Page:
We traveled on to Bald Head Island on the Cape Fear Inlet. Bald Head is reachable only by boat and has been developed with an eye to preserving the natural beauty of the barrier island. It has a narrow channel leading into a protected marina basin. Duet entered this channel with about 4 knots of current on the beam, which made for an exciting but ultimately uneventful arrival. We rented a golf cart to tour the island, which Tristan and Maggie in particular enjoyed very much as it culminated in a two hour walk on the beach. Maggie distinguished herself by falling headfirst into a tidal pool while running full tilt. Fortunately, she suffered no injury except to her dignity and the water and sand dried off. We found Bald Head to be beautiful, well maintained, tastefully developed and rather isolated. That said, it looked like a great place to vacation. Our dawn departure was almost as eventful as our arrival, as we not only briefly backed into a piling (lots of wind on the beam) but Nancy also spent some time observing the young male crew on the megayatch next to us, whose morning ritual included wandering around in boxer shorts while brushing their teeth.
As the weather was still not cooperating, we then girded ourselves for the trip through the Rock Pile. We managed it without incident, as we got lucky and followed a large tug and barge through. This commercial equipage was traveling slowly (less than 6 knots) but we reasoned that no one in his right mind would try to pass it coming the other way. We did meet several small boats not in their right minds, but we stayed safely behind our large companion. At the end of the canal, a number of boats passed the tow, including one aggressive sports fisherman who exchanged views with Nancy on the VHF while passing us under a bridge. His premise was that we should speed up and pass the tug in the narrow area just past the bridge, but we did not agree. Nancy's remarks, while tasteful, were memorable enough that another boat listening in actually complimented her several days later.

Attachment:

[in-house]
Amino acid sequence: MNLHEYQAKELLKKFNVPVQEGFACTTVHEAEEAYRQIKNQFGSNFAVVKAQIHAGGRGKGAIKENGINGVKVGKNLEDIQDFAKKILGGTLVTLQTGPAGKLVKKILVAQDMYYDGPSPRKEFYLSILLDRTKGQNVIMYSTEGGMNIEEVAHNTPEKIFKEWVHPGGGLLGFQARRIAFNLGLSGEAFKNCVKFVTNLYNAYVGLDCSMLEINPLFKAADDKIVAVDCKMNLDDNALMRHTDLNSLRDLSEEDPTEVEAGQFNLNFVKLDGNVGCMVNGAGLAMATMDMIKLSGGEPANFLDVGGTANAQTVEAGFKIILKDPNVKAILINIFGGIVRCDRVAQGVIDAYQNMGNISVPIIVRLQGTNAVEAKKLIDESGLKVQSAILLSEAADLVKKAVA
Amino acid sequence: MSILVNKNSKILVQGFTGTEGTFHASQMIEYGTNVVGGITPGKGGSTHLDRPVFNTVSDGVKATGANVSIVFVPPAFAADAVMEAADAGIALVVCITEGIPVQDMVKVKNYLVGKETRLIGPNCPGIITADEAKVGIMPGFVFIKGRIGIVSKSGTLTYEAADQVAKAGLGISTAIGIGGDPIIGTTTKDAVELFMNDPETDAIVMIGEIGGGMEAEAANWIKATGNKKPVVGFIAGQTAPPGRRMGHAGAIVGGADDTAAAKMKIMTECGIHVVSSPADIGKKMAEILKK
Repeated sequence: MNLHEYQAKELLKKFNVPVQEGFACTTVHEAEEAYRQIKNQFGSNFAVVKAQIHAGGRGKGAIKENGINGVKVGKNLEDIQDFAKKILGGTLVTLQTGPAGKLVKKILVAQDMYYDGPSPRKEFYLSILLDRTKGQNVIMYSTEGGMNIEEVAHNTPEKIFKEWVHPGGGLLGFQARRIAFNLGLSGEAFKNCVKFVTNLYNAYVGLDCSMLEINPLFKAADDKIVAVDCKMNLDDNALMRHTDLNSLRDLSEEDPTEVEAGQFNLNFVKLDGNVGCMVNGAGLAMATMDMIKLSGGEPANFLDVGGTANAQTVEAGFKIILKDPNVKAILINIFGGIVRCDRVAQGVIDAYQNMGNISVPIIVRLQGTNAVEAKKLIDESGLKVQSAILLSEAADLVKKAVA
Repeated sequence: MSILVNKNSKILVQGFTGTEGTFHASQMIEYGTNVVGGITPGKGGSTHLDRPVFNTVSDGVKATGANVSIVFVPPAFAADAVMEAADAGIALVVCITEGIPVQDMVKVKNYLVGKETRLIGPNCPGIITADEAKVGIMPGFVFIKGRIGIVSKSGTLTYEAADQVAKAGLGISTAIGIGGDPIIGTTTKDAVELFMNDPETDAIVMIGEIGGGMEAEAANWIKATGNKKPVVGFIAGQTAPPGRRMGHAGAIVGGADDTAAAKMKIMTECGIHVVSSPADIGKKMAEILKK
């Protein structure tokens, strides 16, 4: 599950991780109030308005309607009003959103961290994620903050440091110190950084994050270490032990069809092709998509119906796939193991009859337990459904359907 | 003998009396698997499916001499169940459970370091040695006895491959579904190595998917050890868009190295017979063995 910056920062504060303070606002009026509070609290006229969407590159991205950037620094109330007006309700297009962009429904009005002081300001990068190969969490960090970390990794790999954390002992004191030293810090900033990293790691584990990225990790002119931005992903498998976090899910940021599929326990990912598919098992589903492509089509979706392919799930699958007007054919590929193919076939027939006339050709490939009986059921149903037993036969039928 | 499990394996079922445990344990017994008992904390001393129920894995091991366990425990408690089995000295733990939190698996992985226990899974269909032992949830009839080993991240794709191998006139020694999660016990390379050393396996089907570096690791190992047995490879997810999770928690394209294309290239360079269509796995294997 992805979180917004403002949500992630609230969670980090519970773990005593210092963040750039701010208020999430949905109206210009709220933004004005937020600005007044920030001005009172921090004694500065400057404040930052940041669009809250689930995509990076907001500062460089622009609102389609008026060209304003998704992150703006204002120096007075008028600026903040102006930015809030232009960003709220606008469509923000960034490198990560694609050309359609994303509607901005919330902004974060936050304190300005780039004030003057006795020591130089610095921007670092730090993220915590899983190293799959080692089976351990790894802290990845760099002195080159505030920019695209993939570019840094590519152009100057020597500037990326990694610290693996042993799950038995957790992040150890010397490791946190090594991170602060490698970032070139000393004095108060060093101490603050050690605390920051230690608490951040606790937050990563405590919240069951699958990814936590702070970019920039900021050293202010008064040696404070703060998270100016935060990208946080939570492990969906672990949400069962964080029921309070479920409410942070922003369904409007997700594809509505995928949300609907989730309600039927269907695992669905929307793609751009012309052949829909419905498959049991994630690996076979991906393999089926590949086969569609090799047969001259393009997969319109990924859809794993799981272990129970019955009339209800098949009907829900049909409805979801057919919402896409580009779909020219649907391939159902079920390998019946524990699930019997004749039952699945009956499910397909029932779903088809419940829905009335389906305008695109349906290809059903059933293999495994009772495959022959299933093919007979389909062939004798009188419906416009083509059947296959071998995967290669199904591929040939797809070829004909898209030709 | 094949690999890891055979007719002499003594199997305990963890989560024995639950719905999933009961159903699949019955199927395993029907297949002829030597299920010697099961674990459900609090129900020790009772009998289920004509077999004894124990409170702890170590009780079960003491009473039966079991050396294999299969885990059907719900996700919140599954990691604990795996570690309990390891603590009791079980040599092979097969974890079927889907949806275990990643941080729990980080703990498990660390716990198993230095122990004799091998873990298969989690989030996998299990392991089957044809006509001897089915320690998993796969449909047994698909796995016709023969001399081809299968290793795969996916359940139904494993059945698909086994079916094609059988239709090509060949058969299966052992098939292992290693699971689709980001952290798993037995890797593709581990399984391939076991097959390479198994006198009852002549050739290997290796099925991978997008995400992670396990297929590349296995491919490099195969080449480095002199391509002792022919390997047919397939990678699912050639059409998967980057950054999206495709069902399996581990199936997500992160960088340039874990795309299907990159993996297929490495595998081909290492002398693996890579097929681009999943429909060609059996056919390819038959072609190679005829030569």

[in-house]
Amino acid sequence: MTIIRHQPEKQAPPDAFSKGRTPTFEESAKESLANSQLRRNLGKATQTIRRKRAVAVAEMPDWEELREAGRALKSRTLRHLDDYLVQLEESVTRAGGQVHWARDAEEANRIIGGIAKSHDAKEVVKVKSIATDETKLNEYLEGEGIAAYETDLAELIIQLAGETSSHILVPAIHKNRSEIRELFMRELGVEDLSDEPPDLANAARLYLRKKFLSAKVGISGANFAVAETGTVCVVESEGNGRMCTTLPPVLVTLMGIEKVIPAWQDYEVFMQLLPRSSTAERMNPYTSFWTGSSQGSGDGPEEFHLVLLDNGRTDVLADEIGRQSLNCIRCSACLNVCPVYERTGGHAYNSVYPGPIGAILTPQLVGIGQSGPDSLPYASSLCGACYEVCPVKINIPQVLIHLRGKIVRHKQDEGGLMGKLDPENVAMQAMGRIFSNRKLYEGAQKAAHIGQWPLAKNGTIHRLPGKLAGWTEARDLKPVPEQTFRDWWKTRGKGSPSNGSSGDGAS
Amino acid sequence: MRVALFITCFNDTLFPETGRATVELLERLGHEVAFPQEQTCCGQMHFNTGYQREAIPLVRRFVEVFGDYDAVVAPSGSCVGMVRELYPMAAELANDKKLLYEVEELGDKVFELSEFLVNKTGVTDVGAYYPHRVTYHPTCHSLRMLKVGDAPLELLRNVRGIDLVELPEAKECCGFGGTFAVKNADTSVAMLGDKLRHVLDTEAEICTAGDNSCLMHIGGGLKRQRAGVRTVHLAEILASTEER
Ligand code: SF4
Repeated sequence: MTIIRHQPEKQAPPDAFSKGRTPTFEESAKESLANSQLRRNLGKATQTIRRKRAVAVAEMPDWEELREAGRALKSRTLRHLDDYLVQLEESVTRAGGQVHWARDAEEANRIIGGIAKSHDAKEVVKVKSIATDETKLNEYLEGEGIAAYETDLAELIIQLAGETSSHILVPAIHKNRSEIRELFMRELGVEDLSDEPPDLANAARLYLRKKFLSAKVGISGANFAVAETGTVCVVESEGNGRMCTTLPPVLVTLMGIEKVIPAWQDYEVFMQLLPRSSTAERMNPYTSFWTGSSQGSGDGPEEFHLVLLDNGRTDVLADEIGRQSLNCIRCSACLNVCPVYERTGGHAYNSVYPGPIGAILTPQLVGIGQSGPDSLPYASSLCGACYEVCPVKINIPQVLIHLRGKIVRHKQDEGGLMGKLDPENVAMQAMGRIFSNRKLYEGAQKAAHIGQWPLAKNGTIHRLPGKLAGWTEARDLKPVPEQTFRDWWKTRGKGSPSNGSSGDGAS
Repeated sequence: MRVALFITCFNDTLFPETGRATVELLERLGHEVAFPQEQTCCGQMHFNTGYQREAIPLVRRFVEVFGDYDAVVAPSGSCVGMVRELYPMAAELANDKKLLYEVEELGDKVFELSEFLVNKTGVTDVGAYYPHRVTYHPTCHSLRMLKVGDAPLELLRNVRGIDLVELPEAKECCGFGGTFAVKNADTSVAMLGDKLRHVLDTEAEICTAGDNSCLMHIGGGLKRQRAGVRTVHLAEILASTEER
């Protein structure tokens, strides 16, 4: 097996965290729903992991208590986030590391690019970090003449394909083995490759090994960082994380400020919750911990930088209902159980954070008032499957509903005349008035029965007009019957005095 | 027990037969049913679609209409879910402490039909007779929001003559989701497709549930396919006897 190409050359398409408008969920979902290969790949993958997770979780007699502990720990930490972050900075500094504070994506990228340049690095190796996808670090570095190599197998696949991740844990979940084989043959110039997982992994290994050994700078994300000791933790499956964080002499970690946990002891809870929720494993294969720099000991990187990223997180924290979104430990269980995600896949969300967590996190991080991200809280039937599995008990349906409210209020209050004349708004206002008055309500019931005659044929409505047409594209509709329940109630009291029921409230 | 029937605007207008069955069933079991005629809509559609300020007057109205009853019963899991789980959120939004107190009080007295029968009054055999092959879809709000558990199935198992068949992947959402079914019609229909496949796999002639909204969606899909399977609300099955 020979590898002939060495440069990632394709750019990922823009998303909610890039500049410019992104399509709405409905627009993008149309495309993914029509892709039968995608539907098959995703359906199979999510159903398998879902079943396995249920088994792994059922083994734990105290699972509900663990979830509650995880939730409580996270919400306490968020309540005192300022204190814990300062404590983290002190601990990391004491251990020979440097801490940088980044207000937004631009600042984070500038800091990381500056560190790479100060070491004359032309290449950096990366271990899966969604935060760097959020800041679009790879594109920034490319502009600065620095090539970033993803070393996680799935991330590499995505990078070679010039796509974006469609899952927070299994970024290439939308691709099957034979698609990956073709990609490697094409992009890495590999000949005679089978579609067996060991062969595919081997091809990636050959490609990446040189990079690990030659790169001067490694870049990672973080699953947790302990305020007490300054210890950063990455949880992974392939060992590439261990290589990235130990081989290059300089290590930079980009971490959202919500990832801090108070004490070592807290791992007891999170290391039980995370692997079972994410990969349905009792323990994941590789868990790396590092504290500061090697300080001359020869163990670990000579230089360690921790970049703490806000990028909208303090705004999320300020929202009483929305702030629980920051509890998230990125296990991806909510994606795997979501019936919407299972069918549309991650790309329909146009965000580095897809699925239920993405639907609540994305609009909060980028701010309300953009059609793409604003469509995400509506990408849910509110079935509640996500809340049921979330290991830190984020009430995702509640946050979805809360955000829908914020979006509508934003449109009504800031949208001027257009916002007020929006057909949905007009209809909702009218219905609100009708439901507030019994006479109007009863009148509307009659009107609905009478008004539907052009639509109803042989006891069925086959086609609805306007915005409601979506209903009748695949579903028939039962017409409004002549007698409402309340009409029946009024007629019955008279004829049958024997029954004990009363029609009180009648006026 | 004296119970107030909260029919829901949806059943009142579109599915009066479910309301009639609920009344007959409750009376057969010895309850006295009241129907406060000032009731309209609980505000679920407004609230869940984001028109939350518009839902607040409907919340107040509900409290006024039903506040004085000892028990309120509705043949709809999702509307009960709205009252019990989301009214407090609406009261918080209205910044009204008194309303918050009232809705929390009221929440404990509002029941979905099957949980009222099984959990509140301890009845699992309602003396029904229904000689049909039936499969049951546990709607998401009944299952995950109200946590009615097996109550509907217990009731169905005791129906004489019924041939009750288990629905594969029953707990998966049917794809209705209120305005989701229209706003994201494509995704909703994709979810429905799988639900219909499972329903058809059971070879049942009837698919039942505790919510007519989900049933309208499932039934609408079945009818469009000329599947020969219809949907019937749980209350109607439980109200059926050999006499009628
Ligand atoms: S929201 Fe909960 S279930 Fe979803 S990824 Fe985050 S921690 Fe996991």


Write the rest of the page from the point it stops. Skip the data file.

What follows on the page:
We anchored that night in the Waccamaw, a beautiful stretch of river just above Georgetown, SC. This part of the journey almost makes up for the Rock Pile, as there are many gorgeous anchorages and lots of natural scenery. After several days cruising this beautiful area, we arrived at Hilton Head Island, tying up at Palmetto Bay Marina, which had been recommended by our friends Bill and Julin Lynn. Palmetto Bay is the oldest marina on Hilton Head, well located with many liveaboards. It's not a "yatchy" type marina which suits us fine as we're not really white ducks with clean boat shoes cruisers anyway. We spent a quiet Thanksgiving and then left for New York to take care of some family business.
We plan to stay in Hilton Head until around Christmas, then head for Ft. Pierce, hopefully reaching it in time for the New Year. After the New Year we'll depart for the Bahamas, planning to stay through April. We'll return to the Chesapeake for the summer. There will be no updates to this site while we are in the islands. We wish everyone a healthy happy holiday season.